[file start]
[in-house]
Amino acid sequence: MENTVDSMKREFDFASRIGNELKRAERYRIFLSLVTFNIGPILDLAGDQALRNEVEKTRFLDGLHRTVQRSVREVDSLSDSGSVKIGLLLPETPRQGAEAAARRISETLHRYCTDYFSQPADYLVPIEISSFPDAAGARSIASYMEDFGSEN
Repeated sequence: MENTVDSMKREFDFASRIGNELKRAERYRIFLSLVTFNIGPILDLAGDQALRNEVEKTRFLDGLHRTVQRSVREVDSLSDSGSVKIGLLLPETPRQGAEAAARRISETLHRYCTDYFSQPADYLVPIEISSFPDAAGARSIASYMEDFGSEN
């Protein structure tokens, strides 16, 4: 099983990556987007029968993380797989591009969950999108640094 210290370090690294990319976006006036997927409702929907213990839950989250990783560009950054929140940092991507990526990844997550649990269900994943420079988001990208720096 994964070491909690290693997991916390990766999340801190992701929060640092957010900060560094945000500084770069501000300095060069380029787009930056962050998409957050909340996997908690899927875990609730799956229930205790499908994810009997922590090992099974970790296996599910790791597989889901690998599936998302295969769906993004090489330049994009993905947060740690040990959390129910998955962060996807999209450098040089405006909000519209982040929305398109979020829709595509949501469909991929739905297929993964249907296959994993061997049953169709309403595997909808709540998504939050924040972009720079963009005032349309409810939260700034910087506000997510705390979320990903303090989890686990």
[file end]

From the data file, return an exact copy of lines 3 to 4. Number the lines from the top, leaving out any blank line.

Repeated sequence: MENTVDSMKREFDFASRIGNELKRAERYRIFLSLVTFNIGPILDLAGDQALRNEVEKTRFLDGLHRTVQRSVREVDSLSDSGSVKIGLLLPETPRQGAEAAARRISETLHRYCTDYFSQPADYLVPIEISSFPDAAGARSIASYMEDFGSEN
């Protein structure tokens, strides 16, 4: 099983990556987007029968993380797989591009969950999108640094 210290370090690294990319976006006036997927409702929907213990839950989250990783560009950054929140940092991507990526990844997550649990269900994943420079988001990208720096 994964070491909690290693997991916390990766999340801190992701929060640092957010900060560094945000500084770069501000300095060069380029787009930056962050998409957050909340996997908690899927875990609730799956229930205790499908994810009997922590090992099974970790296996599910790791597989889901690998599936998302295969769906993004090489330049994009993905947060740690040990959390129910998955962060996807999209450098040089405006909000519209982040929305398109979020829709595509949501469909991929739905297929993964249907296959994993061997049953169709309403595997909808709540998504939050924040972009720079963009005032349309409810939260700034910087506000997510705390979320990903303090989890686990």